At a recently held conference on Education for Sustainable Development (ESD), one of the plenary speakers in Ahmedabad highlighted the need for Environment Education (EE) to be political. EE had been away from politics for long, and this, she said, had rendered it weak. Participants were quick to raise questions about the risks this could pose of complicating the issue further, especially given the facilitators’ ability to deliberate on such topics.
The speaker’s response was unambiguous. On the one hand, students today have access to most of the information – from the internet and other sources. On the other hand, the onus lies on the facilitators to upgrade their skills and communicate the issues responsibly in an apt manner.
In other words, not talking on the topics was neither an option nor a solution. To underscore her point, she stated how the Cauvery issue could have been discussed with students by talking about factors that had led to the current scenario. Be it the increase in area under ‘summer rice’ in Tamil Nadu, rise in the area cultivating sugarcane in Karnataka, or expand Bengaluru not maintaining its lakes but seeking water from Cauvery.
Environment education in India. Representational image. ReutersRepresentational image. Reuters
The other issue she raised was that EE was practiced in an unduly polite fashion. Dropping uncomfortable topics did not help EE. Students, who came in SUVs, for example, had to be told that they were not helping the environment. The pollution caused by their vehicles, which most of them did not even carpool in, had to be highlighted. Most of them from elite schools were in a position to influence their parents on such decisions. The elite schools needed to know that, amongst schools, they were the worst polluters.
The session brought out the need to take risks and venture on fresh paths. These debates needed EE’s hour, which needs to reinvent itself and respond to the changing times. However, addressing these issues alone may not help unless we address the larger issue at hand.
We appear to be good at moving from old terms and settling, albeit temporarily, on the new ones. ESD has replaced EE by being more encompassing and holistic. At the same time, Sustainable Development Goals (SDG) are more evolved and tuned in today’s understanding than the Millennium Development Goals (MDG). However, is there any merit in jumping to fresh terms if we do not question the paradigm within which they operate? Terms which, as the discussions brought out, not many beyond the proverbial choir are bothered about!
Our alienation from nature, today, to a significant extent, is the consequence of an ‘education system’ that is the factoid, data, and information drove, devoid of attention to understanding the interconnectedness that is integral to all life forms. The primary goal of this ‘education system’ is to churn out ‘graduates’ who will fit into the economy (read contribute to ‘growth’ and ‘development’).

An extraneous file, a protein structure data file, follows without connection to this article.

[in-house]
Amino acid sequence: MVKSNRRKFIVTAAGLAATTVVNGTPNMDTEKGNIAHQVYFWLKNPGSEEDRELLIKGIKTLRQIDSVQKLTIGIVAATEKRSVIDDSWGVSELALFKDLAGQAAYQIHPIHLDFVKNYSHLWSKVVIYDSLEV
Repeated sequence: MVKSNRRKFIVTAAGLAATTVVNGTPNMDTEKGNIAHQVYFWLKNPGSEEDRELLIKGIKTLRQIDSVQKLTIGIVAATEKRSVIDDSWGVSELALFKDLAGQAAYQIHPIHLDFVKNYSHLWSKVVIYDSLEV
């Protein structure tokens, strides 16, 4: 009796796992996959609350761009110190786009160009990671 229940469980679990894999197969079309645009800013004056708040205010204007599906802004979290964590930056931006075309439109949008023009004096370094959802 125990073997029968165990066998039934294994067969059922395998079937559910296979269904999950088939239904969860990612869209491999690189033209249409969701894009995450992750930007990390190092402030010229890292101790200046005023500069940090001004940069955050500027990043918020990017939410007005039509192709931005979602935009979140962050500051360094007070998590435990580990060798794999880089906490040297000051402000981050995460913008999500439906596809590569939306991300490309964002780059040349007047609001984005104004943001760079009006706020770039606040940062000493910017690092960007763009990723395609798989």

That we are failing even in this is a separate discussion. Given that EE or ESD is taught within this system’s ambit, the space they occupy and the scope they harbor will be dictated by the economy. The question then is that in an economy fuelled by ‘growth’ and ‘development,’ what the relevance and impact of EE or ESD are? Especially when the state’s own vision of ‘development’ myopic and, for a large chunk of the population, the term is synonymous with roads and jobs.
Firstpost asked one of the participants, after her presentation, whether her recommendations would make an impact given the larger system in place and if the system should be challenged. “They may not, but we have to work within the system,” was her response Globeinform.
Have we got tuned not to question the system? What then of the ‘critical inquiry’ within Environment Education? Are we unwilling to question our lifestyles as we fear the inconvenience it will bring upon us? After all that we have brought upon the planet, do we expect an easy way out? Nothing comes for free, surely not a better future.
The SDG does not explicitly focus on ‘reducing consumption’ or question ‘growth,’ and unless we do that, the scenario appears bleak. In a perfect world, it would be possible to increase GDP, factory output, and other positive indicators of growth on the one hand and improved ecological conditions on the other. In the imperfect world we inhabit, history has taught us that this is anything but a realistic expectation.
READ ALSO :
- The answer to India’s transformation lies in its education system: Javadekar
- Indian education system: What is lacking?
- Galaxy Note 7 fiasco: What next for Samsung in India?
- India’s Largest Travel Booking Platforms MakeMyTrip, ibibo Merge
- Apple MacBook Pro with OLED touch bar launching in late October
The current scenario is akin to running on a track with the finish line moving further faster. By the time we will have achieved limited success (assuming we do), our actions, lifestyles, decisions will accentuate the threats and bring forth a scenario that warrants even more attention! We not only need to run but also ensure that the finish line remains static. Environment Education, in its current form, does not appear to be helping.